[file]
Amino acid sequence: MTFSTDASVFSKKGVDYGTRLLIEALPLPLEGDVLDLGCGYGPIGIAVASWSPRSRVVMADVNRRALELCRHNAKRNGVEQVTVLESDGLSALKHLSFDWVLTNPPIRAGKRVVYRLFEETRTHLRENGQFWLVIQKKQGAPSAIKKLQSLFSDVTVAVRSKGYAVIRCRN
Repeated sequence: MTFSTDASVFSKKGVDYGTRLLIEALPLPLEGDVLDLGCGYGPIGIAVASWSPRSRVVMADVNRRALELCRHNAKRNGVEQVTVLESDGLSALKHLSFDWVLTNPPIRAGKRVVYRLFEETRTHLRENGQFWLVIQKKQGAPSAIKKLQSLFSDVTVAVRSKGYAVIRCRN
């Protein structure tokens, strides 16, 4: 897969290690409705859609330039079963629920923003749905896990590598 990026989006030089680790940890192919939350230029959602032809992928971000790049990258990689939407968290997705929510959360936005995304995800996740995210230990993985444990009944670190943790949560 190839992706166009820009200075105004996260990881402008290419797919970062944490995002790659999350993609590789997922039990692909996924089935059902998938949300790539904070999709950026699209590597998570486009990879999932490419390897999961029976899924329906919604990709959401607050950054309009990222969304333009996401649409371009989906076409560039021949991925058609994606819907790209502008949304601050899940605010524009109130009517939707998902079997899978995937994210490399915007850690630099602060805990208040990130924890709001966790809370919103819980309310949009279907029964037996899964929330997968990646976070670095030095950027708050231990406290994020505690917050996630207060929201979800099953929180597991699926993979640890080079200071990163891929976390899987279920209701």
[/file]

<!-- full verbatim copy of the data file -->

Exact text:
Amino acid sequence: MTFSTDASVFSKKGVDYGTRLLIEALPLPLEGDVLDLGCGYGPIGIAVASWSPRSRVVMADVNRRALELCRHNAKRNGVEQVTVLESDGLSALKHLSFDWVLTNPPIRAGKRVVYRLFEETRTHLRENGQFWLVIQKKQGAPSAIKKLQSLFSDVTVAVRSKGYAVIRCRN
Repeated sequence: MTFSTDASVFSKKGVDYGTRLLIEALPLPLEGDVLDLGCGYGPIGIAVASWSPRSRVVMADVNRRALELCRHNAKRNGVEQVTVLESDGLSALKHLSFDWVLTNPPIRAGKRVVYRLFEETRTHLRENGQFWLVIQKKQGAPSAIKKLQSLFSDVTVAVRSKGYAVIRCRN
């Protein structure tokens, strides 16, 4: 897969290690409705859609330039079963629920923003749905896990590598 990026989006030089680790940890192919939350230029959602032809992928971000790049990258990689939407968290997705929510959360936005995304995800996740995210230990993985444990009944670190943790949560 190839992706166009820009200075105004996260990881402008290419797919970062944490995002790659999350993609590789997922039990692909996924089935059902998938949300790539904070999709950026699209590597998570486009990879999932490419390897999961029976899924329906919604990709959401607050950054309009990222969304333009996401649409371009989906076409560039021949991925058609994606819907790209502008949304601050899940605010524009109130009517939707998902079997899978995937994210490399915007850690630099602060805990208040990130924890709001966790809370919103819980309310949009279907029964037996899964929330997968990646976070670095030095950027708050231990406290994020505690917050996630207060929201979800099953929180597991699926993979640890080079200071990163891929976390899987279920209701």